Bonniebrook lodge Restaurant
introduce^
SMORGASBORD
every Saturday
5-10 p.m.
"i
\" $&>Hof ix^M^'y^' y
"-X    \*"?   ; ^-,jw >"'XX
€^»^%',S«laa' ftf*' , dft&gfr "f-m Wt)^llW:r;'
Opart for Brtakfait taneh an* Dtorwr
Fully Licensed
Sandfly Branch 10 a.m. - 2}.m.
^\tbtoo& ^
EeStaurant
& Cvatlcr £arfc
General Store Now Open
Gower Point Rd.
Managers: Sheila & Lloyd Field
886-2723
Gibsons
"Why would anyone invest
$2 million building a hotel
complex with a liquor lounge if
someone could spend $150,000
on a neighbourhood pub with
exactly the same drinking
privileges, two blocks down the
road?"
In several recent council
meetings alderman Robert
Allen expressed concern that
construction projects which
were ready to proceed the
minute LCB approval was
granted (i. e. neighbourhood
pubs), were being held up by
Mr. Hall's pre-clearance, and
work did not seem to be progressing on his site.
"We need to expand our tax
base," said Allen. "We can't
get any more revenue from
property taxes, and need to
build up bur industrial base.
Mr. Hall's license is holding up
other licenses in the community
and I'd like it cancelled."
Allen moved at the May 18
council meeting that council go
on record as approving the application for a neighbourhood
pub on Block 7 on Teredo
Street, but as there was no
jseconder the motion died.
Council has stated its intention
to remain neutral in such matters, and Mayor Kolibas is emphatic that council cannot take
sides in private business matters.
Mr. Hall stressed that work
on his project has been proceeding in strict accordance
with the requirements of both
the LCB and the development
permit which was granted to
him by Sechelt council in April
of 1981. He has four years
from the date of his first
building' permit in December
1981, to complete his total project, which includes
townhouses, a hotel with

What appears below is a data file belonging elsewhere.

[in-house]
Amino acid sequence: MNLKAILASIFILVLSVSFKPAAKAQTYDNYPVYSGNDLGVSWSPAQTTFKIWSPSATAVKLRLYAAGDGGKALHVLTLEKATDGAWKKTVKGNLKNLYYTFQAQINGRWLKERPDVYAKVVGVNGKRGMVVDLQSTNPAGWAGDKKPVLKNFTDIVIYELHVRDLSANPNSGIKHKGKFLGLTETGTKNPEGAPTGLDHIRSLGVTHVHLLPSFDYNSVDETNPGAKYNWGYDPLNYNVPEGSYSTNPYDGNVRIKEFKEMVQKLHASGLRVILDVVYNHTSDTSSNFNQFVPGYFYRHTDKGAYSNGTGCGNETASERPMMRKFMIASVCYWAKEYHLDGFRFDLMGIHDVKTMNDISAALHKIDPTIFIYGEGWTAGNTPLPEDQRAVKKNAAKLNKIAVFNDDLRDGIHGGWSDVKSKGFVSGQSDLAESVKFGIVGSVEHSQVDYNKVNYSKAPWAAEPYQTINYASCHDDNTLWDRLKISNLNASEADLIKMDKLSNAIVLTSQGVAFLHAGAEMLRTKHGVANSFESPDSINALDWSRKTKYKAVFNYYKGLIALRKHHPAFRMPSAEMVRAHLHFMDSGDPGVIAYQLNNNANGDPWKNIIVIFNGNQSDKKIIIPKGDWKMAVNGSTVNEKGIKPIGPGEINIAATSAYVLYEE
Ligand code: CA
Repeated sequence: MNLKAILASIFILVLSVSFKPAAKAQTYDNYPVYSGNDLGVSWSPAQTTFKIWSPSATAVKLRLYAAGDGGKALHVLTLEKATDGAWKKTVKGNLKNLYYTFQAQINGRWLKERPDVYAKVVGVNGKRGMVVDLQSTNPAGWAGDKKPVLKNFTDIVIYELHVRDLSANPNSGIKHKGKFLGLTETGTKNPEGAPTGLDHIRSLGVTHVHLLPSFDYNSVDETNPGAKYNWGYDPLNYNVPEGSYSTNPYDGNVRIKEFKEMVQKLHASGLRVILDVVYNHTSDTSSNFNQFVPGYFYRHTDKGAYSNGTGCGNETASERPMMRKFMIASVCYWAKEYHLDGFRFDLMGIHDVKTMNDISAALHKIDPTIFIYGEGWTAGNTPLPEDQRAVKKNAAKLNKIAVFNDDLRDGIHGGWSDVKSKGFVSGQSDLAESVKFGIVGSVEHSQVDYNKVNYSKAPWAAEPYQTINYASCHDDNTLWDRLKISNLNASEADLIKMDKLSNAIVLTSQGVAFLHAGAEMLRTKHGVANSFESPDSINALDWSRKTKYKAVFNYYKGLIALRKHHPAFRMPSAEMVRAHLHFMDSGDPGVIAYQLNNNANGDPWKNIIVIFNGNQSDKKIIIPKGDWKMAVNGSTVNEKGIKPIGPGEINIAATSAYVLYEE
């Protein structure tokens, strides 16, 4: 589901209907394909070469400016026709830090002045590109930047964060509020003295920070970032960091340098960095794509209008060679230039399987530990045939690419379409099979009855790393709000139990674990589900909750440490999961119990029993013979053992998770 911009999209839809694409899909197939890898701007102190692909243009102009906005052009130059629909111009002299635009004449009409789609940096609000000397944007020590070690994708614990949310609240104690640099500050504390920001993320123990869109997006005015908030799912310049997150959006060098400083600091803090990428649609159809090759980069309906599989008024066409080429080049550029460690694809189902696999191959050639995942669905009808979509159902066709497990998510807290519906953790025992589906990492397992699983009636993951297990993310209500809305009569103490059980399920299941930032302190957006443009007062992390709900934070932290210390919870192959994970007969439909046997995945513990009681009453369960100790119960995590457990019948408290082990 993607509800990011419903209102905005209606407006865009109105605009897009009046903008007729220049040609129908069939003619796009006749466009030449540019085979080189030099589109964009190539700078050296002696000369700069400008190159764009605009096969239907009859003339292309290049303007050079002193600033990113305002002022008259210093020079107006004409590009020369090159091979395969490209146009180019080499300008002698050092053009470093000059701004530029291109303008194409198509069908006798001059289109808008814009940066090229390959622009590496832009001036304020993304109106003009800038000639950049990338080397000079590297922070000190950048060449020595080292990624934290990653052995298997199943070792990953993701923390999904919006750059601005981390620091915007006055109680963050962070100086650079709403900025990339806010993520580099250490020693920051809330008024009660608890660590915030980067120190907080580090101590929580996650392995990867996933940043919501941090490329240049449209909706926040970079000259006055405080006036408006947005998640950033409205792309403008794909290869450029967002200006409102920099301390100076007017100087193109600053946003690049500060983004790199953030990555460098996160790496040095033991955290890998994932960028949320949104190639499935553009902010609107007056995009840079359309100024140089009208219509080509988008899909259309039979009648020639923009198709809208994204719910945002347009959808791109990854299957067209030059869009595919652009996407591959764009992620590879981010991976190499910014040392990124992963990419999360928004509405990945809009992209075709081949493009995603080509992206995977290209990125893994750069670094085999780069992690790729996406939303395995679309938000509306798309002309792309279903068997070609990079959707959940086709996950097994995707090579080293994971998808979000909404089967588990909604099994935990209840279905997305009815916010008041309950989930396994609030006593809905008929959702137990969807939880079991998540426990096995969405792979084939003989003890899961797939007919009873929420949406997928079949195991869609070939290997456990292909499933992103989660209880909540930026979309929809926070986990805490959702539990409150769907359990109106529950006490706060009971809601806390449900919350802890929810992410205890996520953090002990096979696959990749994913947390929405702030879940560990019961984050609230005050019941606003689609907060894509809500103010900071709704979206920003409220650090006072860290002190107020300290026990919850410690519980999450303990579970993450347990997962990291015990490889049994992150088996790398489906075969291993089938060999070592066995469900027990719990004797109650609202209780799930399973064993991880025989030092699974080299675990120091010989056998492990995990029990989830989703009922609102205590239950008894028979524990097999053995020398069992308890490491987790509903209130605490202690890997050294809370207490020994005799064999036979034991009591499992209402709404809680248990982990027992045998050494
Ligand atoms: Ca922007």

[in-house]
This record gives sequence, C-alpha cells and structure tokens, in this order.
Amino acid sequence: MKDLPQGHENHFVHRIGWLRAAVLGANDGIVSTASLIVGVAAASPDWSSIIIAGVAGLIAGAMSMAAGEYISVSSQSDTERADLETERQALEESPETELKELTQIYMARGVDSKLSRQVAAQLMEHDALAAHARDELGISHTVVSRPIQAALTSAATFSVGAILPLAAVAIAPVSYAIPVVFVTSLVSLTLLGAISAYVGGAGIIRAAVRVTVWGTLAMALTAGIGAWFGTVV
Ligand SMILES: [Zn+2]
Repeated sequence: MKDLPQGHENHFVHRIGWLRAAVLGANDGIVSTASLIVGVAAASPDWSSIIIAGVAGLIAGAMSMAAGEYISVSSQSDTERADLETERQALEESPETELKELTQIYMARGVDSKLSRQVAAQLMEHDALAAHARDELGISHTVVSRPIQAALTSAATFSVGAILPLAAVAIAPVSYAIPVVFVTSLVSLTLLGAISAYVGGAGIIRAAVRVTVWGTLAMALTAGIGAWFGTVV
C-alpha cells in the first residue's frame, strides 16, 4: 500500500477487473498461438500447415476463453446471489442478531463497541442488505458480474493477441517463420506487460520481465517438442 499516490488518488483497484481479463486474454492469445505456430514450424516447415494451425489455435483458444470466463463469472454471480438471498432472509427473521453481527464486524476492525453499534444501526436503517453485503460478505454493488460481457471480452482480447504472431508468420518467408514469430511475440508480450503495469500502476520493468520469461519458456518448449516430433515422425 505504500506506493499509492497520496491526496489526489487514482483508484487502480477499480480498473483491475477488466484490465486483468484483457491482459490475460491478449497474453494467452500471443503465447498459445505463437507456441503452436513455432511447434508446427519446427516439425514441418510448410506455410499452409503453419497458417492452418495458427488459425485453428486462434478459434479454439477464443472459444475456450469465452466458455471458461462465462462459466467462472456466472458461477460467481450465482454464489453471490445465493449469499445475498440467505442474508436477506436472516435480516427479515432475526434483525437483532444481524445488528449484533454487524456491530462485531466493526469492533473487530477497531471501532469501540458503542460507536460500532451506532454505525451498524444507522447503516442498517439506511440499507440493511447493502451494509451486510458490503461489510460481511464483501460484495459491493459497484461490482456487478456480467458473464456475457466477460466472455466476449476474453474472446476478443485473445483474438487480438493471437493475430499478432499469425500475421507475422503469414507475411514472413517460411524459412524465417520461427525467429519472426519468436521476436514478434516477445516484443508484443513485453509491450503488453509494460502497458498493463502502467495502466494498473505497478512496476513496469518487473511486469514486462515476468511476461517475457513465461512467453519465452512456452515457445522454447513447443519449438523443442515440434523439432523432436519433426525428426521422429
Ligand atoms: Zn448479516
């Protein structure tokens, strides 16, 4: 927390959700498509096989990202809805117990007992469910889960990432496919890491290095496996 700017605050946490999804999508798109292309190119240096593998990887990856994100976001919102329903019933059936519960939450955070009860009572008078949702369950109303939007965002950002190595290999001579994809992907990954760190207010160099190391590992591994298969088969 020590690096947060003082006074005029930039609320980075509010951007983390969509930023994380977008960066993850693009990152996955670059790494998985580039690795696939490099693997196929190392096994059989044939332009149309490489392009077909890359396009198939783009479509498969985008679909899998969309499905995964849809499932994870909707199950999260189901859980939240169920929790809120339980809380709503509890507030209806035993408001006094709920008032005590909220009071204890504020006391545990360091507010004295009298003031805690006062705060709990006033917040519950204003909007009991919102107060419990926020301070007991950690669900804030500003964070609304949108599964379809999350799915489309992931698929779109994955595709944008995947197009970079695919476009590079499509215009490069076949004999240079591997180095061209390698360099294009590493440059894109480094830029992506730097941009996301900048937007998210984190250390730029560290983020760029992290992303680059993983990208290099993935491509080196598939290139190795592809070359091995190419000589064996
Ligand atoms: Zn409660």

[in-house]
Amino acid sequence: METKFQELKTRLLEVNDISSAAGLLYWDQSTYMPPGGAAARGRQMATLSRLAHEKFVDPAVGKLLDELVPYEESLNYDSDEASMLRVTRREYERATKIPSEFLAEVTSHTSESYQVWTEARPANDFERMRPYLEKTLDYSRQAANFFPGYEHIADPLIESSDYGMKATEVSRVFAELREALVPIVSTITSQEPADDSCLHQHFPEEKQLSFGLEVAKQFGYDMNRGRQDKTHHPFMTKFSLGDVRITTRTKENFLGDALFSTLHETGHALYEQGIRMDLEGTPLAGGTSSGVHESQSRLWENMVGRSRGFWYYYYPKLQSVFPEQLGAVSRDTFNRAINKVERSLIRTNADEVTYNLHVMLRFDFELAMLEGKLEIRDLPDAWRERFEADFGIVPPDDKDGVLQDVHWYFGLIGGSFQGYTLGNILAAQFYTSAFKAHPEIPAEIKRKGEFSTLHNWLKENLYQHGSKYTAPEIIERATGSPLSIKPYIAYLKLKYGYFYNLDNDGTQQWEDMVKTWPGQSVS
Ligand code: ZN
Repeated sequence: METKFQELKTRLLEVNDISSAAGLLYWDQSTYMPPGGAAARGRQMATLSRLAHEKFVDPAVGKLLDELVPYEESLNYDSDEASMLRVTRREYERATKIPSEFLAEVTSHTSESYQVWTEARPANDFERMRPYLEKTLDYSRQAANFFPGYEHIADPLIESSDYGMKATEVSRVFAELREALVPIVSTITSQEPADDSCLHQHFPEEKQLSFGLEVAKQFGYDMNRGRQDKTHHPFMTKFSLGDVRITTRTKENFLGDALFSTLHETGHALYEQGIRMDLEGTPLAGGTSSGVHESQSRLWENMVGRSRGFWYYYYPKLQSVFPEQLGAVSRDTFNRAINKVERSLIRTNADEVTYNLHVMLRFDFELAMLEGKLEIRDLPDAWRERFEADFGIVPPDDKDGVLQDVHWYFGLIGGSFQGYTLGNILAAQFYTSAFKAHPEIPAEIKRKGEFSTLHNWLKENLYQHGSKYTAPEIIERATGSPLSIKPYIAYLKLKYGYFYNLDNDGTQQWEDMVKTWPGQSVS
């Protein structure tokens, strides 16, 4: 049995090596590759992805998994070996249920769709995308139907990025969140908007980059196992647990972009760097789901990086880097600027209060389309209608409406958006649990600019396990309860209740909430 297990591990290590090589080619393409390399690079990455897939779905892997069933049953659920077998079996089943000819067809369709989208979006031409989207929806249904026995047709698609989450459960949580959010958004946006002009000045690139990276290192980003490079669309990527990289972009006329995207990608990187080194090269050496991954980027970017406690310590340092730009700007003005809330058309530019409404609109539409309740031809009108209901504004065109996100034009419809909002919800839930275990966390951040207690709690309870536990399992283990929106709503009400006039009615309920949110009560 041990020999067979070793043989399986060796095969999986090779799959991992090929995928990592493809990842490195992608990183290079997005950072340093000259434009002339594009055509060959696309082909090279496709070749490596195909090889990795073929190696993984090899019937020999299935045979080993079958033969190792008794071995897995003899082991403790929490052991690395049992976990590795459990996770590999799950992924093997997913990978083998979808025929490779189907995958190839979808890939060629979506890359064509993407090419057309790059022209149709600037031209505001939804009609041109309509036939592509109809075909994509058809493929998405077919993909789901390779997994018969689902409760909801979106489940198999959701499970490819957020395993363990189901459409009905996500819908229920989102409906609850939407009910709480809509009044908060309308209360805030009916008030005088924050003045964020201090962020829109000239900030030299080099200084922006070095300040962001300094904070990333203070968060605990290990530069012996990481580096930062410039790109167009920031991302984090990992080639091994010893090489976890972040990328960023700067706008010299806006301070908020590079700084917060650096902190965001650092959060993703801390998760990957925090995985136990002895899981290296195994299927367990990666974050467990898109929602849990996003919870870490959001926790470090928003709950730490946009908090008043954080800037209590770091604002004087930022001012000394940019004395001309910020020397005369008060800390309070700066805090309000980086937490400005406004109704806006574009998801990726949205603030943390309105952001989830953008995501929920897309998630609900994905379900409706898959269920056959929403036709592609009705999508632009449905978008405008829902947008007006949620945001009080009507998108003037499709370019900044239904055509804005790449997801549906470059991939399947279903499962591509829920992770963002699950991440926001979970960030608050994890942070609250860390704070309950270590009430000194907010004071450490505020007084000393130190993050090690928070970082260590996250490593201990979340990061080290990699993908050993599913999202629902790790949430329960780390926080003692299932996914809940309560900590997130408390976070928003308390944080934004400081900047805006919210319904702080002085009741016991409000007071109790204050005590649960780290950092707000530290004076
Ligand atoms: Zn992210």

lounge, and a marina complex.
So far, nine townhouses have
been built plus $360,000 spent
on underground services for
the hotel, and civic requirements of streets, lighting,
parking lots and curbs are
already in place.
"If council wants to expand
its tax base, nothing is going to
do it more than Royal Reach,"
claimed Hall.
A former alderman, Hall
was emphatic that council
should follow provincial LCB
guidelines regarding liquor
license applications, and not
get involved in granting unnecessary pre-approvals.
"Favouritism has no place on
council," he said.
He also claims that his site is
the ony one which conforms to
LCB guidelines regarding
distance from major highways
and proximity to schools.
Quality, used lumber, bricks, windows, lights, plumbing, etc.
P&IS usEP BU1L,©1WG Rff ATERIALS
11947 Tannery Rd., Surrey
MONDAY-SATURDAY SSO-13M
We also buy used building materials
Olivetti
Element
Typewriters?
Have   you   ever  thought
what electronic typewriters can do for you?
Over 25,000 Canadians    have    and
bought Olivetti.
Thousands of
users have replaced the golf ball with the super quiet daisy wheel as   ,
early as 3 years ago. Now they are buying the first electronic typewriters of the second generation.
Don't you think you should start thinking about it too?
ixtpfoch
Office Electronics and Office Supplies
Wharf Street, Sechelt 885-3735
FREE Delivery to Gibsons Available
©
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*On Approved Credit
a Down Payment may be
required.
Buy ANY ITEM in the store
(Valued at $100.00 or more)
DURING THE MONTH OF JUNE
with payments spread over one year, and pay
NO
INTERE
• No Payment for 45 Days from Date of Purchase
©
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&
$$
*&
If you buy. a.
Price
+ Tax
*899.00
.    53:94
Total Cost
$952.94
Total Cost Spread Over 12 Months
*952.94 * 12 = $79.42/month
Therefore you pay a Monthly Payment of *79.42
for 12 months
NO INTEREST CHARGE!
©
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Open Tues-Sat;'
9-5:30; Fri   'til 6 pm.
§5
Seaview Pl£ce. Gibsons>
886-9733
HOME
FURHISHIHGS
©
yyw
QQQQQQQQuijQu ©